4. Follow the headlines and seize on opportunities to present your side. Yes, I’m remembering “rigging’ and “Russian hackers” of just a few short months ago, and people in both parties ragging on the fundamentals. Voter confidence in our election process went all wobbly. But I did see some great op-eds and smart radio, VTV and print comments from our Secretaries of State and election officials. It was no time to hunker down! Yes, the election came off “without a hitch” for most of us. Teachable moment: public education has to be an every year, every day thing. Sorry, no rest!

5. Anticipate. A corollary to previous point. Good recent example: After the presidential returns were in, it became clear that the popular [winner, Hillary Clinton, was not elected, but rather the Electoral College winner, Donald Trump. People were like “Whaaa? That doesn’t sound right. What’s the Electoral College?” Many of us quickly swung into SuperEducator mode, tweeting links to the National Archives’ excellent resources, etc. In Washington, we also reminded people that our state was one of the members of the National Popular Vote compact. Our state, BTW, had over a thousand people attend the Electoral College gathering, and the nation’s largest number of “faithless” electors refused to vote for Clinton and Kaine. It led the news cycle. We were ready. People were educated, if not happy.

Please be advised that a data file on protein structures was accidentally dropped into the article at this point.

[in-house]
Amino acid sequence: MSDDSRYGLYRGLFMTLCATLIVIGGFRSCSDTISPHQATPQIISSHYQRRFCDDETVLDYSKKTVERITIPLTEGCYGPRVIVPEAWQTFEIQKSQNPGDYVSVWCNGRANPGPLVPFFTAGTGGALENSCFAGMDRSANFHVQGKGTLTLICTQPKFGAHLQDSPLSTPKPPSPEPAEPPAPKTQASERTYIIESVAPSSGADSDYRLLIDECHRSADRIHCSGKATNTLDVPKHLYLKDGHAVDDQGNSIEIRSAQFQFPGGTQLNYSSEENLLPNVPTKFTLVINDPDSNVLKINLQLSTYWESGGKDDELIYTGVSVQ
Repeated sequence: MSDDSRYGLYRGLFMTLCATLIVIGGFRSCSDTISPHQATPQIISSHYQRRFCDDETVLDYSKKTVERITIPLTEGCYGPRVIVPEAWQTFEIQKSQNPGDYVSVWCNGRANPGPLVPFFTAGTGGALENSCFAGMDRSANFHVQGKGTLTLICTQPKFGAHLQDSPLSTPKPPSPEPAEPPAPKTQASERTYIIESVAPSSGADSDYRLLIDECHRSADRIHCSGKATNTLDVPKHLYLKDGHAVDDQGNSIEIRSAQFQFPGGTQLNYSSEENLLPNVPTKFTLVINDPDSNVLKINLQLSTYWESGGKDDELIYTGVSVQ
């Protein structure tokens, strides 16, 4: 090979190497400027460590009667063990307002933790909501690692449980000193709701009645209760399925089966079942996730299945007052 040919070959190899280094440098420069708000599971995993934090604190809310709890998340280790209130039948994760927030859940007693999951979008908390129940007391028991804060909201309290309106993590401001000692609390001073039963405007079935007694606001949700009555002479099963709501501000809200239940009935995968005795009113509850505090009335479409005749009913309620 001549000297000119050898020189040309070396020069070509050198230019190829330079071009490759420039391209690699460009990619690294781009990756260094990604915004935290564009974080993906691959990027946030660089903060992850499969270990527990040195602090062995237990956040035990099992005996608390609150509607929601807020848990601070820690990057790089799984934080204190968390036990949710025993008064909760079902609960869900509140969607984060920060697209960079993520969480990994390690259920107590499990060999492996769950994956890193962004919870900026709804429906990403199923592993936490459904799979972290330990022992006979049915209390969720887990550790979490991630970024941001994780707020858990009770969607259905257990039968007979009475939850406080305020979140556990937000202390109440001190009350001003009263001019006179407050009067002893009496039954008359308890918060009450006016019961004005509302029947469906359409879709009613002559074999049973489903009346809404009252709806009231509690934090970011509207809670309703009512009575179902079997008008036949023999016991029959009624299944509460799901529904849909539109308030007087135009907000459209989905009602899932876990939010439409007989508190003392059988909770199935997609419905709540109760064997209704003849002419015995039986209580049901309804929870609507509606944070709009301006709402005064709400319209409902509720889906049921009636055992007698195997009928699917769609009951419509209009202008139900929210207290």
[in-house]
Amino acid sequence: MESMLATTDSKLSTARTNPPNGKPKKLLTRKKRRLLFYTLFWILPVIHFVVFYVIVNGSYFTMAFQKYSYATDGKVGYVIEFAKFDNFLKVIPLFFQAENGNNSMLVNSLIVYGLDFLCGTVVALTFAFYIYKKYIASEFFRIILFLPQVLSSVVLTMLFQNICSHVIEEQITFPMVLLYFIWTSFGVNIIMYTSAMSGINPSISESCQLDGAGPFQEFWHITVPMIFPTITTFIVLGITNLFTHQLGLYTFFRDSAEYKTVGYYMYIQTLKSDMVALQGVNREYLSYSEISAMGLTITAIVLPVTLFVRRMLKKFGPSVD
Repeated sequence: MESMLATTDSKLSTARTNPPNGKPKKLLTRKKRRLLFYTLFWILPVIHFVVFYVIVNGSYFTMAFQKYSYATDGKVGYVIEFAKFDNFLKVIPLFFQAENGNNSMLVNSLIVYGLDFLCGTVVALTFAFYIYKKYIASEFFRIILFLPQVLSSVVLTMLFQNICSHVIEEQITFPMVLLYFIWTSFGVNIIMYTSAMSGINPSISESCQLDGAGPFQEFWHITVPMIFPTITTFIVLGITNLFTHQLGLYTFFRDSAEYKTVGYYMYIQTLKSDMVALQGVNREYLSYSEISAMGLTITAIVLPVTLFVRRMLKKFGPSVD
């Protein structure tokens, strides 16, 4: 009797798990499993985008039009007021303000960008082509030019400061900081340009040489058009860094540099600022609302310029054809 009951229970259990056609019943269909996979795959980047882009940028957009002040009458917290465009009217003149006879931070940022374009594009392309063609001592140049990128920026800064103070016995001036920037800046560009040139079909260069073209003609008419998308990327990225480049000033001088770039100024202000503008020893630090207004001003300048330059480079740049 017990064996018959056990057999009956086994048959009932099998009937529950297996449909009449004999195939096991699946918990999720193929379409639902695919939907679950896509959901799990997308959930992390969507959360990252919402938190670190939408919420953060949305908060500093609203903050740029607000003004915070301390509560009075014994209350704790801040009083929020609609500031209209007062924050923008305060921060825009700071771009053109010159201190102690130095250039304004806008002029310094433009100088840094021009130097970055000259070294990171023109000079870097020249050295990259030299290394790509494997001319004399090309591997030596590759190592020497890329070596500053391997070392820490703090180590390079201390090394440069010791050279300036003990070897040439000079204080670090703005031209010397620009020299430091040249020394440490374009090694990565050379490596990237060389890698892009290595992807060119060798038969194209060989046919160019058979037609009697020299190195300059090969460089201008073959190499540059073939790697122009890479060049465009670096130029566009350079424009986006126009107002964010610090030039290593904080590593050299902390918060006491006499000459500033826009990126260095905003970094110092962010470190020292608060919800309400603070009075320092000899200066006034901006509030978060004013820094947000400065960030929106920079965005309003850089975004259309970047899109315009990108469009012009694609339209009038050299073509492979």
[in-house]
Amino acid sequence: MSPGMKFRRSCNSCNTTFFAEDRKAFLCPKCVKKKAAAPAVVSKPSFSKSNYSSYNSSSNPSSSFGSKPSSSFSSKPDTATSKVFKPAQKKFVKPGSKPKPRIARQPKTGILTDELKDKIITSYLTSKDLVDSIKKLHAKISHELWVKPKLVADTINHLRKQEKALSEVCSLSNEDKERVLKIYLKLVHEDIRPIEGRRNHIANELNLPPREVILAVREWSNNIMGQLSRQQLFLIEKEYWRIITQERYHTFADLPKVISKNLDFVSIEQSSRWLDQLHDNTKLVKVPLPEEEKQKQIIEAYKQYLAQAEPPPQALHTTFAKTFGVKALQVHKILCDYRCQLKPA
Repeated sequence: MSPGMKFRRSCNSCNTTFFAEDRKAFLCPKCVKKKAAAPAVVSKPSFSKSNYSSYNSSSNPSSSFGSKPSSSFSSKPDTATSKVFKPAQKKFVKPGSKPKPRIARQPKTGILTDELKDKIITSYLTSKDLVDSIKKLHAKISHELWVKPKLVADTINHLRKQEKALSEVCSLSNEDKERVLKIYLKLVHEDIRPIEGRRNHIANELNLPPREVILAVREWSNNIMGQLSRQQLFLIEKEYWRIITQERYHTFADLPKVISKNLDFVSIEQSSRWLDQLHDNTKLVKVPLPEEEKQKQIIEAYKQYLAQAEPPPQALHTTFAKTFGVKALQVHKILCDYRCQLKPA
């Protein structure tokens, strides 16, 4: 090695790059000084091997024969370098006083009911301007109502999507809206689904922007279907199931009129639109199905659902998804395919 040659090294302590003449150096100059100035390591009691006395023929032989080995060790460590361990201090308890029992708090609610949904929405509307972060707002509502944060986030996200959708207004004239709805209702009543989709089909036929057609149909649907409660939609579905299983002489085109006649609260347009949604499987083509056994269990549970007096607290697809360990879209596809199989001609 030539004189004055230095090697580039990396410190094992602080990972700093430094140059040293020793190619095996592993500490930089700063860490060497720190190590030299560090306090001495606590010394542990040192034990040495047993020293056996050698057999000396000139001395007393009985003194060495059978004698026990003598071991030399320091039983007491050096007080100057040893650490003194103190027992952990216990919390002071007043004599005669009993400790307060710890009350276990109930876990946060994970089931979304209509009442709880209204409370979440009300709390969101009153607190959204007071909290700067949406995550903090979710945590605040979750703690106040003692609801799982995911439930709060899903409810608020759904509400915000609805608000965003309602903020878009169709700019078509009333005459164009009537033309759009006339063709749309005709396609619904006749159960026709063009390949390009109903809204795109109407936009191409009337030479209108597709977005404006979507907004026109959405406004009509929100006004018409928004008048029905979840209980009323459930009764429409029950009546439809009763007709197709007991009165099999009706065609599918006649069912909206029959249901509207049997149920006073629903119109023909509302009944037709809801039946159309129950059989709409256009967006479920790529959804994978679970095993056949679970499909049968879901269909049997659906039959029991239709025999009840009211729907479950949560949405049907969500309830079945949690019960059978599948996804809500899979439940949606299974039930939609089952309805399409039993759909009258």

6. Use every sensible communications platform at your disposal to reach your voters and media where they get their information. Flood the zone with useful, fun, sassy info, attaching full statements, background, etc., and always using attention-grabbing art. My favorite is Twitter, so immediate and dynamic!

7. Innovate and never stop improving. And don’t forget to toot your own horn when you do. (Examples are registration reforms, modernization, and the cool federal-state- local partnership to make it easier for military and overseas voters). The world is moving at warp speed and people’s expectations are through the roof! Many of our American institutions are sclerotic and some of the public’s disdain is warranted. Innovation is an antidote. Finding new and better equipment, more welcoming and inclusive attitudes, new strategies for engagement and re-engagement. Is D.C. broken? The magic is that states are the “laboratories of democracy” and local election administrators are “on the ground” where progress happens when yesterday’s solutions simply aren’t good enough. It’s in the election geek’s DNA.

There’s a future to be met, and a great story to tell. So tell it!

This is a fantastic list and one which every election official – whether you have a robust communications team, no communications team or anywhere in between – should keep handy. Election administration has always been public service, but since the 2000 election it’s become it’s increasingly public-facing; consequently, being aware of how to interact with media and the public is a vital skill.

Thanks to electionline’s Mindy Moretti for sharing this piece – and thanks to Dave for taking the time to give the rest of us the benefit of his expertise before deciding what he wants to be when he grows up 🙂

Stay tuned …